Biological Maturation, Physical Activity, and Sedentary Behaviour among Korean Adolescents Open Access
- Other title
- Type of item
- Degree grantor
University of Alberta
- Author or creator
Lee, Eun Young
- Supervisor and department
Spence, John C. (Physical Education and Recreation)
- Examining committee member and department
Bell, Rhonda (Agricultural, Food, & Nutritional Science)
Sherar, Lauren (School of Sport, Exercise and Health Sciences; Loughborough University)
Harber, Vicki (Physical Education and Recreation)
Physical Education and Recreation
- Date accepted
- Graduation date
Doctor of Philosophy
- Degree level
The purposes of this thesis were to (1) examine the role of pubertal timing in sex differences in physical activity and sedentary behaviour in a representative sample of Korean adolescents, (2) investigate the roles of psychosocial correlates of the relationship between pubertal status and physical activity among Korean girls, and (3) test links between pubertal timing and screen-time among Korean adolescents. Three studies were conducted to achieve these research purposes.
Study 1 examined whether pubertal timing mediates the relationship between sex and physical activity, and sedentary behaviour. Though pubertal timing mediated the relationship between sex and sedentary behaviour, sex was an important predictor of physical activity and sedentary behaviour, regardless of the variations in pubertal timing among Korean adolescents.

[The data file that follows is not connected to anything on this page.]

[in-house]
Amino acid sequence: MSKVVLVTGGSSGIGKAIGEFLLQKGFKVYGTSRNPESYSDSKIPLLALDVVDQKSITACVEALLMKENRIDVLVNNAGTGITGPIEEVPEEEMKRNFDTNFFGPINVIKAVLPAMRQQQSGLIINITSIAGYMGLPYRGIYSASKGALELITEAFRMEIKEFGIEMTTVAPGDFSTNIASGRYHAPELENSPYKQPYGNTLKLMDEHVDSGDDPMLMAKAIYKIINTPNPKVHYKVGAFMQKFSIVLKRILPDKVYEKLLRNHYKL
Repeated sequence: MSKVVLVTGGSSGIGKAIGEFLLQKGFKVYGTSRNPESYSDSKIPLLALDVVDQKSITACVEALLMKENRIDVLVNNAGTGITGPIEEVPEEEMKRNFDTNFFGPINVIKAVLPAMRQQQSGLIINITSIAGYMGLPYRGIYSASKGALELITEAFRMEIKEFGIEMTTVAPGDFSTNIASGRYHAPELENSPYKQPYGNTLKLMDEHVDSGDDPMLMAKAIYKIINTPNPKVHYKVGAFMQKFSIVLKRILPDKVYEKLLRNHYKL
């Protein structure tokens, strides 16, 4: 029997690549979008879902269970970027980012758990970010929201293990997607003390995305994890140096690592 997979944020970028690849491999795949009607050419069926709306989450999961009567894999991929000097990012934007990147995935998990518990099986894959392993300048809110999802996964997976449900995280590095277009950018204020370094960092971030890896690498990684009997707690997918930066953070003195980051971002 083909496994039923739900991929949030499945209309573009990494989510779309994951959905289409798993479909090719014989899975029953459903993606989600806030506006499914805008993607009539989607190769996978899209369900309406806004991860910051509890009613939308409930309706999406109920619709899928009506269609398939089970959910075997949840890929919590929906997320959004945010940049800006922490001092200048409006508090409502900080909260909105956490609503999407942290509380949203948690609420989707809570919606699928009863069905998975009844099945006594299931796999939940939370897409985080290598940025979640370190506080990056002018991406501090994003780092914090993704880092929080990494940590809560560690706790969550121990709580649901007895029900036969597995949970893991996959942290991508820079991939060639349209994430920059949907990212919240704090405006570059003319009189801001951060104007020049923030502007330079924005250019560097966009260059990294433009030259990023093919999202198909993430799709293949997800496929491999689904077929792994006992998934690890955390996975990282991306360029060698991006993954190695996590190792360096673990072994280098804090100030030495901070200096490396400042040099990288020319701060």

Study 2 examined whether body fatness (i.e., body mass index and % body fat), sport competence, perceived barriers to physical activity, and self-efficacy mediated, and parental support moderated the relationships between pubertal status and physical activity among Korean adolescent girls. Body fatness, perceived barriers to PA, and self-efficacy mediated the relationship between pubertal status and PA. Parental support did not moderate the relationship between pubertal status and physical activity.
Study 3 tested links between pubertal timing at Grade 8 and screen-time at Grade 9 among Korean adolescent boys and girls. No direct effect of pubertal timing on screen-time was found. An indirect effect of pubertal timing on screen-time through BMI existed among boys. Among girls, pubertal timing negatively predicted BMI; however, no mediation effect of BMI between pubertal timing and screen-time was observed. No mediation effect of self-esteem or depression was found among boys and girls.
- Permission is hereby granted to the University of Alberta Libraries to reproduce single copies of this thesis and to lend or sell such copies for private, scholarly or scientific research purposes only. The author reserves all other publication and other rights in association with the copyright in the thesis and, except as herein before provided, neither the thesis nor any substantial portion thereof may be printed or otherwise reproduced in any material form whatsoever without the author's prior written permission.
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